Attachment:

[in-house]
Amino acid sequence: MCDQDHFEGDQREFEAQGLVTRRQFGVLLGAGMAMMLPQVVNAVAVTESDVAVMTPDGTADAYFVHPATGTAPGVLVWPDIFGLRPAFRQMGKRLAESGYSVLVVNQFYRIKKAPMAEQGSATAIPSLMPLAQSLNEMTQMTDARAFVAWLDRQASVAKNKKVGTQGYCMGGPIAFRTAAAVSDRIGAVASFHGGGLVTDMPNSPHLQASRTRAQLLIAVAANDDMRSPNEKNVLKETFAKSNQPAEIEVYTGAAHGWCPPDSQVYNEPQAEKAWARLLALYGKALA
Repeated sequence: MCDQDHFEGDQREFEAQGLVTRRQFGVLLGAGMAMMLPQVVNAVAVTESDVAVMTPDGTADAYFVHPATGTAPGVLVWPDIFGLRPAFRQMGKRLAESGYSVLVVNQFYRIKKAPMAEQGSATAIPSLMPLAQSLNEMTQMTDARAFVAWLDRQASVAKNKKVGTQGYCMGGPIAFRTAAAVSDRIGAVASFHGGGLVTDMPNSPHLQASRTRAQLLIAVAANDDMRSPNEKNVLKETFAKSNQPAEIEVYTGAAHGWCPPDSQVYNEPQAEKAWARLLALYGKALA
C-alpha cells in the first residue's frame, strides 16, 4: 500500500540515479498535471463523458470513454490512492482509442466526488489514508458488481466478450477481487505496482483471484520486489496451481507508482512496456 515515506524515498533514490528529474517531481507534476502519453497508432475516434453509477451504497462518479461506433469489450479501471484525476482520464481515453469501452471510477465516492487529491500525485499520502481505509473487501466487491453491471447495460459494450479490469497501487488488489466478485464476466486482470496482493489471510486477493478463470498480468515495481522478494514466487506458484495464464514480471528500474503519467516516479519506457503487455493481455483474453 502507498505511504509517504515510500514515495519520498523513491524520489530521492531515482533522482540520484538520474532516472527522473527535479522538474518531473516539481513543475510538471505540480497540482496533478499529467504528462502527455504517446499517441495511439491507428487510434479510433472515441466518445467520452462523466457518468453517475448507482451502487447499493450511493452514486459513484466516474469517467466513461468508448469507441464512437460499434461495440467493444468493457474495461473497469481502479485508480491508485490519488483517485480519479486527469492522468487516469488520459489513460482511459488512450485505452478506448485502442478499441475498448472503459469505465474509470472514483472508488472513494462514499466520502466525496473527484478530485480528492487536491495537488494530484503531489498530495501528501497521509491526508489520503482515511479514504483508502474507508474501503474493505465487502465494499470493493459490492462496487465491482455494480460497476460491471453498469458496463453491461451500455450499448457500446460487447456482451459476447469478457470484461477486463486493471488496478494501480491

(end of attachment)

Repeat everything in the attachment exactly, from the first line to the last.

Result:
[in-house]
Amino acid sequence: MCDQDHFEGDQREFEAQGLVTRRQFGVLLGAGMAMMLPQVVNAVAVTESDVAVMTPDGTADAYFVHPATGTAPGVLVWPDIFGLRPAFRQMGKRLAESGYSVLVVNQFYRIKKAPMAEQGSATAIPSLMPLAQSLNEMTQMTDARAFVAWLDRQASVAKNKKVGTQGYCMGGPIAFRTAAAVSDRIGAVASFHGGGLVTDMPNSPHLQASRTRAQLLIAVAANDDMRSPNEKNVLKETFAKSNQPAEIEVYTGAAHGWCPPDSQVYNEPQAEKAWARLLALYGKALA
Repeated sequence: MCDQDHFEGDQREFEAQGLVTRRQFGVLLGAGMAMMLPQVVNAVAVTESDVAVMTPDGTADAYFVHPATGTAPGVLVWPDIFGLRPAFRQMGKRLAESGYSVLVVNQFYRIKKAPMAEQGSATAIPSLMPLAQSLNEMTQMTDARAFVAWLDRQASVAKNKKVGTQGYCMGGPIAFRTAAAVSDRIGAVASFHGGGLVTDMPNSPHLQASRTRAQLLIAVAANDDMRSPNEKNVLKETFAKSNQPAEIEVYTGAAHGWCPPDSQVYNEPQAEKAWARLLALYGKALA
C-alpha cells in the first residue's frame, strides 16, 4: 500500500540515479498535471463523458470513454490512492482509442466526488489514508458488481466478450477481487505496482483471484520486489496451481507508482512496456 515515506524515498533514490528529474517531481507534476502519453497508432475516434453509477451504497462518479461506433469489450479501471484525476482520464481515453469501452471510477465516492487529491500525485499520502481505509473487501466487491453491471447495460459494450479490469497501487488488489466478485464476466486482470496482493489471510486477493478463470498480468515495481522478494514466487506458484495464464514480471528500474503519467516516479519506457503487455493481455483474453 502507498505511504509517504515510500514515495519520498523513491524520489530521492531515482533522482540520484538520474532516472527522473527535479522538474518531473516539481513543475510538471505540480497540482496533478499529467504528462502527455504517446499517441495511439491507428487510434479510433472515441466518445467520452462523466457518468453517475448507482451502487447499493450511493452514486459513484466516474469517467466513461468508448469507441464512437460499434461495440467493444468493457474495461473497469481502479485508480491508485490519488483517485480519479486527469492522468487516469488520459489513460482511459488512450485505452478506448485502442478499441475498448472503459469505465474509470472514483472508488472513494462514499466520502466525496473527484478530485480528492487536491495537488494530484503531489498530495501528501497521509491526508489520503482515511479514504483508502474507508474501503474493505465487502465494499470493493459490492462496487465491482455494480460497476460491471453498469458496463453491461451500455450499448457500446460487447456482451459476447469478457470484461477486463486493471488496478494501480491